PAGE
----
TRIGGER WARNING: THIS ARTICLE CONTAINS AN ACCOUNT OF RAPE.
I’ve been hiding something. That thing is a scary truth that I’m afraid to even tell my friends. It’s a thing that, to the extent of my knowledge, most of us don’t think happens at Olin.
That thing is that I was raped. At Olin. By a fellow Oliner.
You don’t think it happens, right? You think Olin is a safe place. Sexual assault doesn’t happen here, because we’re all friends, all one big community. You know that one of us would never rape another one of us.
I know you’re wrong. I had that belief shattered completely in a single night. Rape for me was not in a dark alleyway or on the side of a road, by a person I’d never met and would never see again. I was raped by someone I would see again every week for the next two years, in a place that I thought was safe.
It was a fairly innocuous situation. There was a party. I’d had a bit too much to drink, as I often did that semester. My memories are a bit vague. I don’t remember the beginning of the party at all.
What I do remember is dancing with someone while leaning against a wall. I was leaning against the wall because I was too drunk to stand. That someone’s hand was down my pants.
I remember stumbling down to his room, leaning on him because I was too drunk to walk. I remember what else that happened that night, things that I wish I could forget.
After it happened, I blamed myself. I told myself, and a professional at Colony Care [Olin’s mental health counseling service], that the ‘reactions’ I was having to seeing him were because I wanted attention. I didn’t tell the psychologist that I had been raped; I only mentioned the things I did afterwards. I was too embarrassed. No one gets raped at Olin, I thought. I only used the word ‘rape’ in my own thoughts.
When I silently cried myself to sleep multiple times a week, I made up other excuses. I wanted attention; I wanted someone to show that they cared about me. I thought that I hid in a bathroom when I saw him because I wanted other people to notice that something was wrong.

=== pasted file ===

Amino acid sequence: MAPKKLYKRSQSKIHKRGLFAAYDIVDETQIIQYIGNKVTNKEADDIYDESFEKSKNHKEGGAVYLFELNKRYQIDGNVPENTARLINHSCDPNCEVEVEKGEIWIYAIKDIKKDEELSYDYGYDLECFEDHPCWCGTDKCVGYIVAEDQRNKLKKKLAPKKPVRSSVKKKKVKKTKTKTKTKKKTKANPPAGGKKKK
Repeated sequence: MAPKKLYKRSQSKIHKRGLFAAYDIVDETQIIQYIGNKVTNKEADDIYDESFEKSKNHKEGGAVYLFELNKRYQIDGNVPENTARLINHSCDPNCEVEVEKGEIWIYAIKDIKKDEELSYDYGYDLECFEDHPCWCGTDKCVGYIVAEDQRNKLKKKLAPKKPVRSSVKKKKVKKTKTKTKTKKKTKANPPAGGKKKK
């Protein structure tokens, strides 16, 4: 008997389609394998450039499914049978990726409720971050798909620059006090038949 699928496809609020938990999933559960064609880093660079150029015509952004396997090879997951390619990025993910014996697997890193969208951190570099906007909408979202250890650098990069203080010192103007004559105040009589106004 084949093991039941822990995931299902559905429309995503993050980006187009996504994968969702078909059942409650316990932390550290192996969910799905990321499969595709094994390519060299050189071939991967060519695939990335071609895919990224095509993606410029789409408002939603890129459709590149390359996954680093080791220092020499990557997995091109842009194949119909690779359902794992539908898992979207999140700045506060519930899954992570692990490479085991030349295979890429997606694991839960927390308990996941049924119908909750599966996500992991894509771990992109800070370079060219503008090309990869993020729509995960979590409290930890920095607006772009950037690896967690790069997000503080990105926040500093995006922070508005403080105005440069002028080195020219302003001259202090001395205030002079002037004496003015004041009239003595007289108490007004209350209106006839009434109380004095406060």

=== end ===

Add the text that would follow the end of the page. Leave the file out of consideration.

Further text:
No. I realize now: I cried myself to sleep because I was raped. I hid in bathrooms because I was blaming myself for something that was not my fault.
It’s taken me a long time to see what actually happened that night. I never reported him because he was just as drunk as I was.
But I had no sexual experience. I had never been naked in front of another person before. I had never had sex. I had never even seen a penis in real life. And I was raped.
How was he to know that I was sexually innocent? He couldn’t have known. But the whole thing shouldn’t have happened.
What I hope, with writing this article, is that this won’t happen to anyone else in our community, especially freshmen. But I’m not going to use victim-blaming scare tactics; I’m not going to tell people not to drink too much because they might get raped.
I want to tell everyone to not rape people, even by accident. If the person you’re hitting on is drunk, make sure they’re actually okay with what’s happening. If you notice that someone is too drunk to stand, don’t ‘help’ them back to your own room.
And if you see your friends in a drunken and suggestive conversation with someone, ask them if they’re okay. If they’re really drunk, help them get home safely. Please don’t leave them alone. One of my friends thought I was okay that night because I talked as if I were experienced; I wish they had just dragged me away.
There aren’t many things I regret, but that night is one of them. I don’t know who I would be if it hadn’t happened, and I sometimes wonder how it changed me. Maybe it made me stronger as a person, because I had to work through it with no help. Maybe I’m weaker because I’m scared to be close to people. Regardless, if I could go back and change that night, I would in a heartbeat. Rape is not something that should happen anywhere, but in a tight, safe community such as Olin, there is no excuse.
If you or someone you know needs help, call this 24-hour Boston area rape crisis hotline (800) 841 – 8371 or visit www.barcc.org/help/